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Highly Efficient Oxygen Catalyst Found

A team of researchers at MIT has found one of the most effective catalysts ever discovered for splitting oxygen atoms from water molecules — a key reaction for advanced energy-storage systems, including electrolyzers, to produce hydrogen fuel and rechargeable batteries. This new catalyst liberates oxygen at more than 10 times the rate of the best previously known catalyst of its type.

EPA Develops New Planning Approach to Improve Water Quality in U.S. Cities

The U.S. Environmental Protection Agency (EPA) recently announced a commitment to using an integrated planning process to help local governments dealing with difficult financial conditions identify opportunities to achieve clean water by controlling and managing releases of wastewater and stormwater runoff more efficiently and cost effectively.

Airline Quality Rating Holiday Travel Forecast

Travelers on U.S. airlines have reason to be concerned this holiday travel season. Fewer seats and traditionally high passenger volumes are a reality for holiday travel. Ticket prices and overall costs also will be higher. While overall airline performance quality has improved each year since 2007, the travel experience has become more stressful and uncertain, especially around the end-of-the-year holidays.

Curtailing Open Grocery Refrigerators' Energy Loss

Open refrigerated display cases holding eggs, cheese, drinks and more are a favorite of supermarket chains. Despite the easy access they offer customers, the inefficient energy-guzzlers cost retailers a huge amount of money.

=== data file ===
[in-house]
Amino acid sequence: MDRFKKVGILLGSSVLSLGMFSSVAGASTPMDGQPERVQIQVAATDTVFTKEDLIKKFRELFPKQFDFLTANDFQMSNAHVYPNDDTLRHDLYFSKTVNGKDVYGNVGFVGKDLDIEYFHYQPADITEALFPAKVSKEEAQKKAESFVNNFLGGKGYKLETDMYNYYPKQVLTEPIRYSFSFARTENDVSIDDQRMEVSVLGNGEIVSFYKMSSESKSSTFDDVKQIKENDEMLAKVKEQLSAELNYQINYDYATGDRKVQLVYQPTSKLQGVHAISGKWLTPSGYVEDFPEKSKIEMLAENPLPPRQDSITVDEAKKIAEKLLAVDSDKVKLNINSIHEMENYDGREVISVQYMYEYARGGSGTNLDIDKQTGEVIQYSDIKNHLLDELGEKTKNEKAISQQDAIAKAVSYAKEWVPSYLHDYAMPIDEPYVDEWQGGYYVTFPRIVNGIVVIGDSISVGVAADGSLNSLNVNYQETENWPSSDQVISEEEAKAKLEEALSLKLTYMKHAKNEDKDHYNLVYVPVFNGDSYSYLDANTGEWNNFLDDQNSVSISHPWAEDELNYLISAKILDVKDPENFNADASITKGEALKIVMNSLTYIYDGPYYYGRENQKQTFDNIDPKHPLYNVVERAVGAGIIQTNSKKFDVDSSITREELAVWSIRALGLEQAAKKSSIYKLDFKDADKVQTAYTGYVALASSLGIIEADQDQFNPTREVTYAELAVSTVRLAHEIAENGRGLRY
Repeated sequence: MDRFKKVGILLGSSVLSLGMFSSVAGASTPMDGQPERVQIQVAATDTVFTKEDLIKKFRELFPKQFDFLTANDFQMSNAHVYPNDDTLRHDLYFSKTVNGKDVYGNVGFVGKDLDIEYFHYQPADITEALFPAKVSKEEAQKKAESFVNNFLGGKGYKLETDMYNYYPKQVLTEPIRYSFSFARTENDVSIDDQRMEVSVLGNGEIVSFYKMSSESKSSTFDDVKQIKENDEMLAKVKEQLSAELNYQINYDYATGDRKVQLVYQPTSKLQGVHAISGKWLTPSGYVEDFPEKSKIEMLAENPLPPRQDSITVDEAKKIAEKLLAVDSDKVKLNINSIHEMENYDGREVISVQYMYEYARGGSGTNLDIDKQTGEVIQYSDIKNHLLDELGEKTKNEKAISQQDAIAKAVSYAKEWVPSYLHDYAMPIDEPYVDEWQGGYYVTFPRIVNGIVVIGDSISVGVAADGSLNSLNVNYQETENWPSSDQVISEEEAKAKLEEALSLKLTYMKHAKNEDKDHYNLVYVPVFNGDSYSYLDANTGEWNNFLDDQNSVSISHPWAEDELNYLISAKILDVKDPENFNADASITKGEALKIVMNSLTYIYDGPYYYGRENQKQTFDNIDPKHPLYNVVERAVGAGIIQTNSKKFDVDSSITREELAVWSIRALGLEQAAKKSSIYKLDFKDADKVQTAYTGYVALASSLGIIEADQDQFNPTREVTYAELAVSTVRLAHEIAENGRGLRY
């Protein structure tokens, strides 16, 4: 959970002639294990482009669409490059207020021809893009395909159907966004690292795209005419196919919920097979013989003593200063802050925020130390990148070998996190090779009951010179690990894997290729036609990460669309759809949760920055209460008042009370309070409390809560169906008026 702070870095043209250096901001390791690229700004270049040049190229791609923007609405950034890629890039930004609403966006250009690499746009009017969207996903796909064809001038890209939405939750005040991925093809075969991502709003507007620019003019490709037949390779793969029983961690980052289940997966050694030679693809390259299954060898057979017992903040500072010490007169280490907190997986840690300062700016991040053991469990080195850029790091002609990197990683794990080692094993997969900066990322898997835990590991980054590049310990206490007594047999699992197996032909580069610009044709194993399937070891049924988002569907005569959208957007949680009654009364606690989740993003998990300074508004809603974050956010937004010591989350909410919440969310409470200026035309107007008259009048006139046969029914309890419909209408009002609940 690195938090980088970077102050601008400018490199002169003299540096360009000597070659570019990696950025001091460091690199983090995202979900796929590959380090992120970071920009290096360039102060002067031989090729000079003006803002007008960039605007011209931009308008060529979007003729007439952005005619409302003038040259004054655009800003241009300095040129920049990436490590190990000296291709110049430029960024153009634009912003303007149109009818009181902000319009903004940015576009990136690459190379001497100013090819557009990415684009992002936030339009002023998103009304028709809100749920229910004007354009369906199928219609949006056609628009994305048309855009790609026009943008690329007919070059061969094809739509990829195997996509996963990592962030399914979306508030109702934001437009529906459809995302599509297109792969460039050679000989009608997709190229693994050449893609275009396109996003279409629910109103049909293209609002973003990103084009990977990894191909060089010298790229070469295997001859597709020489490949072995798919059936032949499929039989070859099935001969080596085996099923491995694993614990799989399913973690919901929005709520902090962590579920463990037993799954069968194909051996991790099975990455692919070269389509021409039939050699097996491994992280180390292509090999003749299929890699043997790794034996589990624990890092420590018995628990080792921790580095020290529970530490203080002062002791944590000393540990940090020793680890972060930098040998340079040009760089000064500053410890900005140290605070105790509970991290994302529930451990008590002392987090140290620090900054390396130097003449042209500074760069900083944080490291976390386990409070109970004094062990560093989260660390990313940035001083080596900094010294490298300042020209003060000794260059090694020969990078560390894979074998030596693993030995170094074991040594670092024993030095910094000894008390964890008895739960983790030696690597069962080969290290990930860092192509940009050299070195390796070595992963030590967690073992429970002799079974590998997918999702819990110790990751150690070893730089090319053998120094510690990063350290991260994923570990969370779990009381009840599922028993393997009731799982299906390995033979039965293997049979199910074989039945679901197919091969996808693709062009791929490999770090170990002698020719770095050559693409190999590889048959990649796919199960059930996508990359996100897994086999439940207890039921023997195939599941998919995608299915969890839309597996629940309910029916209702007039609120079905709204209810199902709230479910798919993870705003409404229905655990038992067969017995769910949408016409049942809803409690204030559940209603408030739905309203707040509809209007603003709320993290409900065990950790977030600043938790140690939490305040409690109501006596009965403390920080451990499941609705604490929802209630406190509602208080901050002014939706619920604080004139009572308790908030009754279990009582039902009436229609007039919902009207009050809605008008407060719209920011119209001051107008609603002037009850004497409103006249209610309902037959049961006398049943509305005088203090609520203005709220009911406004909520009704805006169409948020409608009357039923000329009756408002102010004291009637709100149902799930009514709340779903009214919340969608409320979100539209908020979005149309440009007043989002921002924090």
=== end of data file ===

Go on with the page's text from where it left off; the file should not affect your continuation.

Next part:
Researchers Say Governments Must Plan for Migration in Response to Climate Change

Governments around the world must be prepared for mass migrations caused by rising global temperatures or face the possibility of calamitous results, say University of Florida scientists on a research team reporting in the Oct. 28 edition of Science.

Seaweed Records Show Impact of Ocean Warming

As the planet continues to warm, it appears that seaweeds may be in especially hot water. New findings reported online on Oct. 27 in Current Biology, a Cell Press publication, based on herbarium records collected in Australia since the 1940s suggest that up to 25 percent of temperate seaweed species living there could be headed to extinction.

Boaters Risk of Illness on Waterways

Chicago area residents have wondered for years about the health risks of using the Chicago River for recreation. According to a University of Illinois at Chicago study, canoeing, kayaking, rowing, boating and fishing on the Chicago River pose the same risk of gastrointestinal illness as performing these same activities on other local waters -- a risk that turns out to be higher than that intended for swimmers at Lake Michigan beaches.

Prehistoric Greenhouse Data From Ocean Floor Could Predict Earth's Future

New research from the University of Missouri indicates that Atlantic Ocean temperatures during the greenhouse climate of the Late Cretaceous Epoch were influenced by circulation in the deep ocean. These changes in circulation patterns 70 million years ago could help scientists understand the consequences of modern increases in greenhouse gases.